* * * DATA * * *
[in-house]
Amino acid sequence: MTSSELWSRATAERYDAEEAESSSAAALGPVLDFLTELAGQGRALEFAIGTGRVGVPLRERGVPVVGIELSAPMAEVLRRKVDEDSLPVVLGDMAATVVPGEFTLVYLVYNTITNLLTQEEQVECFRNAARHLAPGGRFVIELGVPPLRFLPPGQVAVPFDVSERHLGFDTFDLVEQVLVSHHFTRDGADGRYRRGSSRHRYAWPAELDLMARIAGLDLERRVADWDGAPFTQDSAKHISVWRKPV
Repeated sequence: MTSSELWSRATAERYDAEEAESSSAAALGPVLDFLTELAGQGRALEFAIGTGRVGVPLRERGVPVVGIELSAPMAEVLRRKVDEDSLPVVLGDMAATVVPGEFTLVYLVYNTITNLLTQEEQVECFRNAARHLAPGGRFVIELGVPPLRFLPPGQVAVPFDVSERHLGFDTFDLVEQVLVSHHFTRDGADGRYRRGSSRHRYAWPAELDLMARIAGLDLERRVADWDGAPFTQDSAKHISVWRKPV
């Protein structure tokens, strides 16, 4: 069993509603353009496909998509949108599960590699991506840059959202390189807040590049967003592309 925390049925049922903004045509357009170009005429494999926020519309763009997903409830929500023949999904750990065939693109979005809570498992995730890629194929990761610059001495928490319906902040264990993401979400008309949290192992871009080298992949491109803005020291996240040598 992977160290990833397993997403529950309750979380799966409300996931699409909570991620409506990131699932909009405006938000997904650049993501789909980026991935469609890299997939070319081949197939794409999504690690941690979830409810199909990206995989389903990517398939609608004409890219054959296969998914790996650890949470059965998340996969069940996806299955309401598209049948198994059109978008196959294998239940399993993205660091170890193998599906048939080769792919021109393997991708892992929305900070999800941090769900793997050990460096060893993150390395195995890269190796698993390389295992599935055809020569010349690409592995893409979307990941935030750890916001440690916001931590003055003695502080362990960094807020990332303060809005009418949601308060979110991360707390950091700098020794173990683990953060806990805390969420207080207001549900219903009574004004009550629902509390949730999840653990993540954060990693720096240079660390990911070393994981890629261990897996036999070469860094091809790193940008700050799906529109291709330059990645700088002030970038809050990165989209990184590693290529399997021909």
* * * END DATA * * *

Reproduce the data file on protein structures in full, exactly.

[in-house]
Amino acid sequence: MTSSELWSRATAERYDAEEAESSSAAALGPVLDFLTELAGQGRALEFAIGTGRVGVPLRERGVPVVGIELSAPMAEVLRRKVDEDSLPVVLGDMAATVVPGEFTLVYLVYNTITNLLTQEEQVECFRNAARHLAPGGRFVIELGVPPLRFLPPGQVAVPFDVSERHLGFDTFDLVEQVLVSHHFTRDGADGRYRRGSSRHRYAWPAELDLMARIAGLDLERRVADWDGAPFTQDSAKHISVWRKPV
Repeated sequence: MTSSELWSRATAERYDAEEAESSSAAALGPVLDFLTELAGQGRALEFAIGTGRVGVPLRERGVPVVGIELSAPMAEVLRRKVDEDSLPVVLGDMAATVVPGEFTLVYLVYNTITNLLTQEEQVECFRNAARHLAPGGRFVIELGVPPLRFLPPGQVAVPFDVSERHLGFDTFDLVEQVLVSHHFTRDGADGRYRRGSSRHRYAWPAELDLMARIAGLDLERRVADWDGAPFTQDSAKHISVWRKPV
């Protein structure tokens, strides 16, 4: 069993509603353009496909998509949108599960590699991506840059959202390189807040590049967003592309 925390049925049922903004045509357009170009005429494999926020519309763009997903409830929500023949999904750990065939693109979005809570498992995730890629194929990761610059001495928490319906902040264990993401979400008309949290192992871009080298992949491109803005020291996240040598 992977160290990833397993997403529950309750979380799966409300996931699409909570991620409506990131699932909009405006938000997904650049993501789909980026991935469609890299997939070319081949197939794409999504690690941690979830409810199909990206995989389903990517398939609608004409890219054959296969998914790996650890949470059965998340996969069940996806299955309401598209049948198994059109978008196959294998239940399993993205660091170890193998599906048939080769792919021109393997991708892992929305900070999800941090769900793997050990460096060893993150390395195995890269190796698993390389295992599935055809020569010349690409592995893409979307990941935030750890916001440690916001931590003055003695502080362990960094807020990332303060809005009418949601308060979110991360707390950091700098020794173990683990953060806990805390969420207080207001549900219903009574004004009550629902509390949730999840653990993540954060990693720096240079660390990911070393994981890629261990897996036999070469860094091809790193940008700050799906529109291709330059990645700088002030970038809050990165989209990184590693290529399997021909």